National Grid and Northeast Utilities-owned NStar said they were terminating their PPA contracts with Cape Wind after the developers missed a 31 December deadline for financial close.
Cape Wind Associates has rejected these claims. Cape Wind president James Gordon sent letters dated 31 December to Nstar and National Grid claiming a "force majeure" clause in the contract meant the milestones should have been extended.
In November 2012, Nstar signed 15-year PPAs to purchase 27.5% of the electricity produced by Cape Wind. The deal was made mandatory upon the acquisition of Nstar by Northeast Utilities.
National Grid signed its PPA for 50% in 2010. A statement by the utility said it was "disappointed" by the failure of Cape Wind to meet commitments but added a continued support for renewable energy. "We will continue to pursue other renewable options, including... competitively priced on- and offshore wind."
A National Grid spokesperson added, "We don't share their reading of the contract. Cape Wind did not meet its commitments and declined its option to extend the contract."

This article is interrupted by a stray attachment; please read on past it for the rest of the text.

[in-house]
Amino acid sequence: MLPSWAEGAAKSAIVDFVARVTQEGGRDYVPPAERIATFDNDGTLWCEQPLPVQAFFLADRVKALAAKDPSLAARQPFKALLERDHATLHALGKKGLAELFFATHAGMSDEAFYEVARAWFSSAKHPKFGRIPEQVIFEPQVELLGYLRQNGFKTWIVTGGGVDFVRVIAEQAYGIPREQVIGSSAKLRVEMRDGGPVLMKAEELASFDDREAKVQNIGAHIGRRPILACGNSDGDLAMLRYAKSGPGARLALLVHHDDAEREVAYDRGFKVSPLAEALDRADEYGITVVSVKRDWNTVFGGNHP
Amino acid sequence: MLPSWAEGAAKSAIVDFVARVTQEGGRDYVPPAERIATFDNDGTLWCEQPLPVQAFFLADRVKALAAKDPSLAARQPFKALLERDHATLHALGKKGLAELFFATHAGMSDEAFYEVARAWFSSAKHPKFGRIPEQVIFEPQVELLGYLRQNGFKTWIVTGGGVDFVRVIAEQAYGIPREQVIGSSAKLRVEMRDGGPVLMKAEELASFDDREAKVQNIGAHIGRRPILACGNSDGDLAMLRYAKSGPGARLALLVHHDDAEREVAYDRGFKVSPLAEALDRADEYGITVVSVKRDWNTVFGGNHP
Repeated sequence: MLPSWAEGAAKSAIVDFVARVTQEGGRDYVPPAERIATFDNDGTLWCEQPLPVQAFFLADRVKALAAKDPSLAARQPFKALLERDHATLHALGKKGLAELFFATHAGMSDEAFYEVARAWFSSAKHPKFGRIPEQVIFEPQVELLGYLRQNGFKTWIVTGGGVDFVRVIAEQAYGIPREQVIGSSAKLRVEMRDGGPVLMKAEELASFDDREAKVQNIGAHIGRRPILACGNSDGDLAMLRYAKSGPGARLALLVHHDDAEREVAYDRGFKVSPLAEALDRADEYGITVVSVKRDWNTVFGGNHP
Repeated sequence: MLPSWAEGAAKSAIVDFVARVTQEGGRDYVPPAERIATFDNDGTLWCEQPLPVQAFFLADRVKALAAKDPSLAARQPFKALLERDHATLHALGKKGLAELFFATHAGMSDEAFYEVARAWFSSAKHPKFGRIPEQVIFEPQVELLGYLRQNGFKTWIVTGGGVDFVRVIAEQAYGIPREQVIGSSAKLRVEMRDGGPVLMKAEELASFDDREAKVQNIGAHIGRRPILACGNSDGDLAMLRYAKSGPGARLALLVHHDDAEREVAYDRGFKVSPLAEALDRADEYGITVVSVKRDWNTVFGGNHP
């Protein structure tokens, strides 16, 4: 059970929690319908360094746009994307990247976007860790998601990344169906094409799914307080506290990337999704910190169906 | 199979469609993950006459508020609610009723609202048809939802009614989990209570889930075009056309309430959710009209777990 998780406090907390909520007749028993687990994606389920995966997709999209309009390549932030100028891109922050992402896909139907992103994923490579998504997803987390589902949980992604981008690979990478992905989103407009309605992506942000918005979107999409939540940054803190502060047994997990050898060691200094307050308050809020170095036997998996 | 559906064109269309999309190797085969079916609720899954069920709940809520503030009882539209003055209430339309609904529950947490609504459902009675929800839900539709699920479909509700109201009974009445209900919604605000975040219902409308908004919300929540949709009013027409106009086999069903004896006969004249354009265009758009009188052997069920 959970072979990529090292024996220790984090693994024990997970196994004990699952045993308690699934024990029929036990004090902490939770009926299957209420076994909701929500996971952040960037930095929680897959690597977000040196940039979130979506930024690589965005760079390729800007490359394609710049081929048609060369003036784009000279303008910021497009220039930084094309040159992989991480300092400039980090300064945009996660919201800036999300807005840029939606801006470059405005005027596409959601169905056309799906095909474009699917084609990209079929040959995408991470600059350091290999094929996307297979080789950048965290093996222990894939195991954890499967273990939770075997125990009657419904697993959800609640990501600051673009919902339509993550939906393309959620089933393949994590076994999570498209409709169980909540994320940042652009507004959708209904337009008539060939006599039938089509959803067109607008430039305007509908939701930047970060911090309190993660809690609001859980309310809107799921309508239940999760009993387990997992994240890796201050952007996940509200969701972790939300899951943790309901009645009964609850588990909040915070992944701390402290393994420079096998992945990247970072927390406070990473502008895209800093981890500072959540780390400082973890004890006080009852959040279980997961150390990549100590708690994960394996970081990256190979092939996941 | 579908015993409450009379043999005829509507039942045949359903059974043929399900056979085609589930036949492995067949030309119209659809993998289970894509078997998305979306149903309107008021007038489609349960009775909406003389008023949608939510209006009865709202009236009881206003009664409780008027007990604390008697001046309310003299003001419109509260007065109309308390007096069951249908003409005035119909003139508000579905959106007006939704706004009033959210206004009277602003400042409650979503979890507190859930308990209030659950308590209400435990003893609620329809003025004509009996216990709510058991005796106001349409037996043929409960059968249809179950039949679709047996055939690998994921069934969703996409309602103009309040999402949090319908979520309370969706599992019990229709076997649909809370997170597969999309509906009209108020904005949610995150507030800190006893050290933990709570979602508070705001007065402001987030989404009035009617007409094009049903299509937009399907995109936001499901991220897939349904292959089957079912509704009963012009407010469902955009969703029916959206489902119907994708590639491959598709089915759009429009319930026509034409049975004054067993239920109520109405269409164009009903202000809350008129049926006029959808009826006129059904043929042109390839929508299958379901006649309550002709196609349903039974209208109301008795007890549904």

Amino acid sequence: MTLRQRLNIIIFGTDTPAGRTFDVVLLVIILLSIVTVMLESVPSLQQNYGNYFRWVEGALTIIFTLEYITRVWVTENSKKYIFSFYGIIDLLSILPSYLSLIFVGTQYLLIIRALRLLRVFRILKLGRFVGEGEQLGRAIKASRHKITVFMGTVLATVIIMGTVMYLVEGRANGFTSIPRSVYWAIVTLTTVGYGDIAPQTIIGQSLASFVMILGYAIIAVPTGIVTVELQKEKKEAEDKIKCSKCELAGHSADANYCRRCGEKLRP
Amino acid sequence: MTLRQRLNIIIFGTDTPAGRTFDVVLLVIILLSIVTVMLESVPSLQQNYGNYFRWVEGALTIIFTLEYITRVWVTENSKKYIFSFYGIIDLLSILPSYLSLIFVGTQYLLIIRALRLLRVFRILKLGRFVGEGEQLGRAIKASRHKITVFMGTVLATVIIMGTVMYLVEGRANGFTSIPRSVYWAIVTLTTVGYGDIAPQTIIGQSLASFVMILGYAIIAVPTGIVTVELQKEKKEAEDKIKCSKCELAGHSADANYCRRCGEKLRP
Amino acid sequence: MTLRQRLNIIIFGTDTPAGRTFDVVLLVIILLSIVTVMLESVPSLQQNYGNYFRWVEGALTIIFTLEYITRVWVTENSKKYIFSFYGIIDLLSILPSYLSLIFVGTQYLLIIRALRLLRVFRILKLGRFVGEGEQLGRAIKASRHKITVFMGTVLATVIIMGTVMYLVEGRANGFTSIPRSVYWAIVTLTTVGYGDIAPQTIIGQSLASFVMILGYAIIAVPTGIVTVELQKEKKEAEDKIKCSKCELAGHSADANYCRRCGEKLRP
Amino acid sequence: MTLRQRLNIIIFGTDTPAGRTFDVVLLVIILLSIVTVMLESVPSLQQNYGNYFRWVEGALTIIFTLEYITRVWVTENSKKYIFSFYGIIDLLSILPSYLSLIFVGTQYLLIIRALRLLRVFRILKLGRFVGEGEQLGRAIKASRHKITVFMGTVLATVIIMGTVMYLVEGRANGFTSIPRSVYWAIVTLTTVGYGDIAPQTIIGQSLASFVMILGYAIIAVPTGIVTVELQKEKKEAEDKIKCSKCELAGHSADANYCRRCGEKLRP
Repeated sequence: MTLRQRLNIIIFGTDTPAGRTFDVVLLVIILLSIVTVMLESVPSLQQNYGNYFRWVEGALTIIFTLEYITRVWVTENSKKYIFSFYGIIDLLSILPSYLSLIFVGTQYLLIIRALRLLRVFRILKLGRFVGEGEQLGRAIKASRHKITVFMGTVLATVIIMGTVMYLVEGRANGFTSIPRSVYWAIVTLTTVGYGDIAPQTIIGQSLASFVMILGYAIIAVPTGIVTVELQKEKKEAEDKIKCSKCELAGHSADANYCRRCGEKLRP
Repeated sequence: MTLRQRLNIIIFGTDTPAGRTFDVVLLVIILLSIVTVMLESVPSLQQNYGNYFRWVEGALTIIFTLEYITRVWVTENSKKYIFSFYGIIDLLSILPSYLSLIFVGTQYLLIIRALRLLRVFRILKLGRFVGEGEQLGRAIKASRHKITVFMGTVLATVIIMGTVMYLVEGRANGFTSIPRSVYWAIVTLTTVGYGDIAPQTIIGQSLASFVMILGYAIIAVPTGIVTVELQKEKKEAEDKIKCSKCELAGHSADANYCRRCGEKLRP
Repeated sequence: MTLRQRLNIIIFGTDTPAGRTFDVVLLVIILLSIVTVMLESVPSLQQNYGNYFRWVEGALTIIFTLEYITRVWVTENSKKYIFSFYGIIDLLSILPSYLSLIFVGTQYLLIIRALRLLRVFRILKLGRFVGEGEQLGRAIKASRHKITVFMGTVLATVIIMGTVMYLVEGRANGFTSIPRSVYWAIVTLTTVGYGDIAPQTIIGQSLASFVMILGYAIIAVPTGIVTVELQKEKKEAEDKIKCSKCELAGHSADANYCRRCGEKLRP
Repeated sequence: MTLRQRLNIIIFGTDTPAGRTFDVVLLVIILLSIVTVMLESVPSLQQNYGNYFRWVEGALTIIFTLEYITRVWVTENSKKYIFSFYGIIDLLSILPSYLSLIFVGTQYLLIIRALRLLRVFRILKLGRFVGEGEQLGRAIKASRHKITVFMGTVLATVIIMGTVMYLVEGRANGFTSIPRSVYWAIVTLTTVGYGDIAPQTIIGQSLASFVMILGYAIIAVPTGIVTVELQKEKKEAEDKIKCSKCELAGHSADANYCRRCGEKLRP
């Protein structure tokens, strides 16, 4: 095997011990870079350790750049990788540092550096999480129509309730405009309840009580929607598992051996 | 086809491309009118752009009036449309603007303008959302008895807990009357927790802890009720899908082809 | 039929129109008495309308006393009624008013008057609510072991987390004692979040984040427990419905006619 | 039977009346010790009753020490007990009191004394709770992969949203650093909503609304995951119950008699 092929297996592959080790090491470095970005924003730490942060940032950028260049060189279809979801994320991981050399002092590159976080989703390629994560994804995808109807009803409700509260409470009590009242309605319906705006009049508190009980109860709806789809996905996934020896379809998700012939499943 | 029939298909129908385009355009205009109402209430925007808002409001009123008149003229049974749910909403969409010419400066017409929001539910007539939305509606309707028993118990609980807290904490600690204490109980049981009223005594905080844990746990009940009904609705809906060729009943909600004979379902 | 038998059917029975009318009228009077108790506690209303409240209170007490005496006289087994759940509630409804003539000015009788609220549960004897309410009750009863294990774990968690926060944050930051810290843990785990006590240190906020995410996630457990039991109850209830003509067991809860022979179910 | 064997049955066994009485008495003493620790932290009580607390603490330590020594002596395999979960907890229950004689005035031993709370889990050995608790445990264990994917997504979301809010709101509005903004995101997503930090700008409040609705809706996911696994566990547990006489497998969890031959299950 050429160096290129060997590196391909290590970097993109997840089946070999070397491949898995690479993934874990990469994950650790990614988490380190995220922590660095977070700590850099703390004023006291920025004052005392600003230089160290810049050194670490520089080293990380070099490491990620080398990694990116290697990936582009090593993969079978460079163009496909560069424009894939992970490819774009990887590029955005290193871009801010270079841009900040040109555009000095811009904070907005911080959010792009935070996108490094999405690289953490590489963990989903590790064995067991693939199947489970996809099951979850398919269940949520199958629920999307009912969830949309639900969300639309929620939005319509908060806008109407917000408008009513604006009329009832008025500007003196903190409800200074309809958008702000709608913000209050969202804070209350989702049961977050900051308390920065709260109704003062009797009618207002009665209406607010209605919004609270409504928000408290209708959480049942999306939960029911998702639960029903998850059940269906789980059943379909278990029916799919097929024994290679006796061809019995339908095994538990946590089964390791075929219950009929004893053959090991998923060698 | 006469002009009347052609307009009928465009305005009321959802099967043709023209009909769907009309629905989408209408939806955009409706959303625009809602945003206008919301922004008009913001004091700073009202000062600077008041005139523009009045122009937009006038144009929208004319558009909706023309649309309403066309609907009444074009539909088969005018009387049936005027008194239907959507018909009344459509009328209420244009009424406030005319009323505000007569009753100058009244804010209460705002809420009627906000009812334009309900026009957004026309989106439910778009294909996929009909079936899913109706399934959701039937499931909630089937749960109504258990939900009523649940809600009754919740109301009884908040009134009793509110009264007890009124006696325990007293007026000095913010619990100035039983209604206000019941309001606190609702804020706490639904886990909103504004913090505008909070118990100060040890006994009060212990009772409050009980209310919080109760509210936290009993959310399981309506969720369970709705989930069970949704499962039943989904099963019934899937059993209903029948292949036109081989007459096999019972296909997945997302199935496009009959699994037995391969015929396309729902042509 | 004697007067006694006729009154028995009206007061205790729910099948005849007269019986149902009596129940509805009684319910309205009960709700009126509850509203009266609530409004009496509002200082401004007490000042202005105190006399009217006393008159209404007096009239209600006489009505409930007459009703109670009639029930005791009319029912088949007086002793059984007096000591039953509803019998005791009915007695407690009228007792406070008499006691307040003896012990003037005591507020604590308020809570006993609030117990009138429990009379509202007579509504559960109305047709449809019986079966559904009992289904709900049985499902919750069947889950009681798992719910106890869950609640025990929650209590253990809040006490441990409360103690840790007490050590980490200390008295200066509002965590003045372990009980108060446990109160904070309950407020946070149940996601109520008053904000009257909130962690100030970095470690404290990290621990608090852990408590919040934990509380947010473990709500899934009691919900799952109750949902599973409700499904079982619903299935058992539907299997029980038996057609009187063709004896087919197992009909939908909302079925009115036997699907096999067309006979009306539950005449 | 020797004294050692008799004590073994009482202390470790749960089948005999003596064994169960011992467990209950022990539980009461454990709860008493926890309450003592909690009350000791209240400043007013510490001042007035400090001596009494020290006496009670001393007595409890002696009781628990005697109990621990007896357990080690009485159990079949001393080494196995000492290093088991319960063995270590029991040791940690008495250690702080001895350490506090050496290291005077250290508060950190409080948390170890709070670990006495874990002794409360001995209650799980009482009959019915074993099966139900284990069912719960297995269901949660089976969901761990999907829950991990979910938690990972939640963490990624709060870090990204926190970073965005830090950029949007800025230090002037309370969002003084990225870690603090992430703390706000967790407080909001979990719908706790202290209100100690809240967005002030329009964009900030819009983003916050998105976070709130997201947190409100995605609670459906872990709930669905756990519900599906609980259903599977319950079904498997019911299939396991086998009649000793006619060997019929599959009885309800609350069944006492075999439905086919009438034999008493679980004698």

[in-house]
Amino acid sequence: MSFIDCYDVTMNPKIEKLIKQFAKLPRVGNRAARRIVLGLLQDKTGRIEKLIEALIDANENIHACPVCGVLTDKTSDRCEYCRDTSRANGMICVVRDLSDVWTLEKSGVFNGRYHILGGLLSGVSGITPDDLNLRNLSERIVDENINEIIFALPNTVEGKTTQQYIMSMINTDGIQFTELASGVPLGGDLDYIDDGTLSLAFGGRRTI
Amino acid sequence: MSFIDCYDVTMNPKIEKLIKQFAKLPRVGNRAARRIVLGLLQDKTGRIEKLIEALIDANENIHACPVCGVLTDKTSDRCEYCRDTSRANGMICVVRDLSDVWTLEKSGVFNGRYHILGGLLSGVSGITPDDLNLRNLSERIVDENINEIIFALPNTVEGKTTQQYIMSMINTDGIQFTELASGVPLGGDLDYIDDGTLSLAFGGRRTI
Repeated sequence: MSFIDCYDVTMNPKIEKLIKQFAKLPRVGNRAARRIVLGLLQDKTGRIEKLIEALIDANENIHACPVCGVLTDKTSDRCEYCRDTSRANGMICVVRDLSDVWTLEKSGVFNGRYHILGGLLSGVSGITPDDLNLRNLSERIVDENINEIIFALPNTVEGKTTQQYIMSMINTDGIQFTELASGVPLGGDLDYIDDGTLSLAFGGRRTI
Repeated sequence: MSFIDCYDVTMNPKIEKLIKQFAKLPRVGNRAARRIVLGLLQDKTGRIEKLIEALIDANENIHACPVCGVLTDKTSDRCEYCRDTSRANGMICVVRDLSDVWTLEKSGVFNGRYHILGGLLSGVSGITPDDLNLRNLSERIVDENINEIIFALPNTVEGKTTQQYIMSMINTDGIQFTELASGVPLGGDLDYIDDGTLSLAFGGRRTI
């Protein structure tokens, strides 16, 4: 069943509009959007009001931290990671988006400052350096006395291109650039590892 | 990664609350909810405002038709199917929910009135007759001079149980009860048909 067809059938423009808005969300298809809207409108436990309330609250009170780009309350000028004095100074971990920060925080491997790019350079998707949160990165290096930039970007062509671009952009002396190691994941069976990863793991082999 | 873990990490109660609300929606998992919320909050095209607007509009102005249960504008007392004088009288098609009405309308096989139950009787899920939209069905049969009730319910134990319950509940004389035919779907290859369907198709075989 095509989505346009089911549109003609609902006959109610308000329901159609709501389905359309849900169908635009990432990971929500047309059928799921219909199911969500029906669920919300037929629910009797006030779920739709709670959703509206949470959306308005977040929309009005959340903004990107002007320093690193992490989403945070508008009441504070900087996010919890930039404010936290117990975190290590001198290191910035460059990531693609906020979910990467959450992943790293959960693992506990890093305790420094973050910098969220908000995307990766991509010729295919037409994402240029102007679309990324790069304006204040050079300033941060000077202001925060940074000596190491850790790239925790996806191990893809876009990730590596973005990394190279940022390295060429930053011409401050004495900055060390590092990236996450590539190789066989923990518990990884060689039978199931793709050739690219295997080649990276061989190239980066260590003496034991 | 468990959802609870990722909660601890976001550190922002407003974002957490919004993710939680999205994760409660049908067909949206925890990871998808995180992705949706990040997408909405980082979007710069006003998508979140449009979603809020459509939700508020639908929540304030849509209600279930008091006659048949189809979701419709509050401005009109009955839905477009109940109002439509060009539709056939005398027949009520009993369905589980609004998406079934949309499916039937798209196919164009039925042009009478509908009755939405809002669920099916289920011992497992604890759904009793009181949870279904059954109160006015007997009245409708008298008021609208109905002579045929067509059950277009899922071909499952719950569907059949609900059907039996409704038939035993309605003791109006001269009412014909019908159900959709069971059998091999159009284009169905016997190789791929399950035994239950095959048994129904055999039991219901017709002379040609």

Cape Wind says unavoidable delays caused by the Alliance to Protect Nantucket Sound, a local group campaigning against the project, as the reason behind the missed deadline.
In a letter to the two utilities, Gordon said: "Over more than a decade, the Alliance has systematically engaged in a pattern of behaviour calculated to delay the development and financing of Cape Wind's offshore wind facility.
"The US federal district court recognised the substantial adverse effects of the Alliance's litigation strategy as follows: '...numerous courts have reviewed and approved the project and the PPA with Nstar and have done so according to and within the confines of the law.
"'There comes a point at which the right to litigate can become a vexatious abuse of the democratic process.'"
Last year, the Alliance sued Cape Wind on the grounds that Nstar was forced by state officials to purchase the electricity produced by the project at a higher price than the market rate.
A district court judge threw out the lawsuit in May, after he ruled it contravened the US constitution.
In a statement, Cape Wind said, "We do not regard these PPA terminations as valid due to the force majeure provision of the contracts that extends the milestone dates."
Cape Wind was unable to say what the future holds for the project.